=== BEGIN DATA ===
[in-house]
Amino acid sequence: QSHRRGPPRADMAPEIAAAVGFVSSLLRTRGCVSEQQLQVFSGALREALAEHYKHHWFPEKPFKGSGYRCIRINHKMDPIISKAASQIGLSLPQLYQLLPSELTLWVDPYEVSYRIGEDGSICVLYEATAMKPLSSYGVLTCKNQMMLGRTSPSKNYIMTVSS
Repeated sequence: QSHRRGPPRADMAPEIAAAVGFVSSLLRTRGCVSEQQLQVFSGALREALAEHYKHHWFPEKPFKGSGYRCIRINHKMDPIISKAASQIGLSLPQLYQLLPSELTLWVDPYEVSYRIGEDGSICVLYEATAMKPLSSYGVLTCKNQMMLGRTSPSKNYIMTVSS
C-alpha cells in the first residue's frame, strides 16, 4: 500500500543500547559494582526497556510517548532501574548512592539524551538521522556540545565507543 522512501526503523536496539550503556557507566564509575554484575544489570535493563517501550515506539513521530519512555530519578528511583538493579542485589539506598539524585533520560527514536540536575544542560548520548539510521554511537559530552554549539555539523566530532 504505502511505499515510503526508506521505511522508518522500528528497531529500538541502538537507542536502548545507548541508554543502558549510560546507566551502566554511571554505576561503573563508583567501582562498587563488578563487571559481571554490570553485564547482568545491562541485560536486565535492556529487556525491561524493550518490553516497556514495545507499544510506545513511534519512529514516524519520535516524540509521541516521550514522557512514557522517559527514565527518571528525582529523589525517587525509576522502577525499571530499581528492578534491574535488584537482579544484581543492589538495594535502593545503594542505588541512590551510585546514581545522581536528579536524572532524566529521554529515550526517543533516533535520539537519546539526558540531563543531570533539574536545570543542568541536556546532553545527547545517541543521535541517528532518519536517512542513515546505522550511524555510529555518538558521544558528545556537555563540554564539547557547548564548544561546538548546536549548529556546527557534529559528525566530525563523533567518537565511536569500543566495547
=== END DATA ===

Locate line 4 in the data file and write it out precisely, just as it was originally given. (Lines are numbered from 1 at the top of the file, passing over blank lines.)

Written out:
C-alpha cells in the first residue's frame, strides 16, 4: 500500500543500547559494582526497556510517548532501574548512592539524551538521522556540545565507543 522512501526503523536496539550503556557507566564509575554484575544489570535493563517501550515506539513521530519512555530519578528511583538493579542485589539506598539524585533520560527514536540536575544542560548520548539510521554511537559530552554549539555539523566530532 504505502511505499515510503526508506521505511522508518522500528528497531529500538541502538537507542536502548545507548541508554543502558549510560546507566551502566554511571554505576561503573563508583567501582562498587563488578563487571559481571554490570553485564547482568545491562541485560536486565535492556529487556525491561524493550518490553516497556514495545507499544510506545513511534519512529514516524519520535516524540509521541516521550514522557512514557522517559527514565527518571528525582529523589525517587525509576522502577525499571530499581528492578534491574535488584537482579544484581543492589538495594535502593545503594542505588541512590551510585546514581545522581536528579536524572532524566529521554529515550526517543533516533535520539537519546539526558540531563543531570533539574536545570543542568541536556546532553545527547545517541543521535541517528532518519536517512542513515546505522550511524555510529555518538558521544558528545556537555563540554564539547557547548564548544561546538548546536549548529556546527557534529559528525566530525563523533567518537565511536569500543566495547